The subjects in Hassan Hajjaj’s portraits are his friends, musicians, artists, and people on the streets of Marrakesh. They are typically photographed in outfits created by the artist, who is also a fashion designer. Influenced by the studio photography of Malick Sidibé, Hajjaj infuses pattern and vibrant colors into his images. The frame is made of matchboxes, each cradled in its own section, transforming it into a sculpture. Hajjaj often uses 3-D objects from consumer culture, like Coca-Cola cans, matchboxes, or canned tomatoes, in his frames. For Hajjaj, these objects evoke a sense of nostalgia for North Africa, and he has said that he is “trying to create something which has as much of [my] identity as possible.”
Born in Larache, Morocco, in 1961, Hassan Hajjaj moved to the United Kingdom with his family at the age of 13. His work is in the collections of the Brooklyn Museum, the Newark Museum, the Museum of Contemporary Art, Los Angeles, the Victoria & Albert Museum, the Institut des Cultures d’Islam, the Tang Teaching Museum, and more. Hajjaj has also been featured in important art fairs like the Contemporary African Art Fair, London, 2016. The artist divides his time between London and Marrakesh.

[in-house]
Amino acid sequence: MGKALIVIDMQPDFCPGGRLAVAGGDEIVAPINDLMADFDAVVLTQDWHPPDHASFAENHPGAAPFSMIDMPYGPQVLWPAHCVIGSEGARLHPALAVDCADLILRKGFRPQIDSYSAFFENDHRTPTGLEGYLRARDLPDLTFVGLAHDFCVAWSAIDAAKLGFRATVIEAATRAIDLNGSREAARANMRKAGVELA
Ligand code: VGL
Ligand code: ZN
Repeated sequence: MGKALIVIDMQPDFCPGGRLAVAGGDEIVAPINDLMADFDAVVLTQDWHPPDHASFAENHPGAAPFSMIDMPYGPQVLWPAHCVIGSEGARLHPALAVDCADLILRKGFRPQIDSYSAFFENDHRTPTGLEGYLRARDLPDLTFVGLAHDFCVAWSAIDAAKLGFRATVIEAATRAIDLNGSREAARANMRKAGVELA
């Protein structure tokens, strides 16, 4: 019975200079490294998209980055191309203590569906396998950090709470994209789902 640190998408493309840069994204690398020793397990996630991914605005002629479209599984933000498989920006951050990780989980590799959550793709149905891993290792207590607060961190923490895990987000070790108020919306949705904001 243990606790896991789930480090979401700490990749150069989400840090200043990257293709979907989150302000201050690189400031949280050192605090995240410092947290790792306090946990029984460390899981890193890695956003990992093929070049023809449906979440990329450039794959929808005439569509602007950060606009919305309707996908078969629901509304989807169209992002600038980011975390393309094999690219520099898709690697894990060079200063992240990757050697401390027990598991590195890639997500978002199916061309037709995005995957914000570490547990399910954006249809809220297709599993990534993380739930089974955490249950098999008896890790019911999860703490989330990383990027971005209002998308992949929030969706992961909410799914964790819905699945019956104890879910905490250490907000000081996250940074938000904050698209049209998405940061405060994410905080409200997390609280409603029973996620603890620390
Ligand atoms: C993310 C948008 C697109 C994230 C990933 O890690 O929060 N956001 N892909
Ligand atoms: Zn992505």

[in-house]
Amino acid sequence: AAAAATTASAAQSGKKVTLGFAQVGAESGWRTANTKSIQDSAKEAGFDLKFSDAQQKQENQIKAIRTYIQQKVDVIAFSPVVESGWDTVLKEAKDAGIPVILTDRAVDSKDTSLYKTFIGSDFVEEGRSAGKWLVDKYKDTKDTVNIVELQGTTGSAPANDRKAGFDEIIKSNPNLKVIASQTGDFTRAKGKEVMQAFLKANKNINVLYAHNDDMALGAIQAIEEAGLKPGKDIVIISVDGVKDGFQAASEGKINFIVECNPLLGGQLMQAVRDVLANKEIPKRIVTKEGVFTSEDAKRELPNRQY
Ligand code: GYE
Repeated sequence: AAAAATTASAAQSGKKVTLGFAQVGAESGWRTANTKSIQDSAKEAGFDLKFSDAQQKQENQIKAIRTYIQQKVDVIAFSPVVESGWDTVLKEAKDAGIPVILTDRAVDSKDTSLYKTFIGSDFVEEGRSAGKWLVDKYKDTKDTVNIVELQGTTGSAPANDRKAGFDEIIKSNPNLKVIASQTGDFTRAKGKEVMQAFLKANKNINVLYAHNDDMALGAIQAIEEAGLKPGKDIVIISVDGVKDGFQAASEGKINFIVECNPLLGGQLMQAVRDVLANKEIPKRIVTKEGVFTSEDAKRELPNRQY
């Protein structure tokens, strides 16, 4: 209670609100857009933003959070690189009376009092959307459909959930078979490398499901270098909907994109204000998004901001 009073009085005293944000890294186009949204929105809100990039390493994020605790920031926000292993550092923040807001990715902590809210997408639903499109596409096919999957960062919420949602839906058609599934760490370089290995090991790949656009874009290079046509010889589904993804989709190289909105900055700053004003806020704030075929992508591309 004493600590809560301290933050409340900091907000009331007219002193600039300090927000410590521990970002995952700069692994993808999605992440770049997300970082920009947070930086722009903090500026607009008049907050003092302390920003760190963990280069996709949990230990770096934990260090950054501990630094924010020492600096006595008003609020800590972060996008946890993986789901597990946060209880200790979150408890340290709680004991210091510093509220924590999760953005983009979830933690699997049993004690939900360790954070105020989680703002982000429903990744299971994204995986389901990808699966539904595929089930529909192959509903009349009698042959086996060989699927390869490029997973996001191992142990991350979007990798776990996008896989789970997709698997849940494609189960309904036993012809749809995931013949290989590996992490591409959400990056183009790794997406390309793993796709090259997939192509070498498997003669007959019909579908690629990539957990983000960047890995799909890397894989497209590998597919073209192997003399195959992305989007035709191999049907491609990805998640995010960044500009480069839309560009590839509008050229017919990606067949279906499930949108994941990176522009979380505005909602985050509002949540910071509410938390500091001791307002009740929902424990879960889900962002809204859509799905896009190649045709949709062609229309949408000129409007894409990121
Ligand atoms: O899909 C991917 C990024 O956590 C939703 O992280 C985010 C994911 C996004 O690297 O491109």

From the exhibition: Africa Pop Studio (April 1 – April 23, 2017)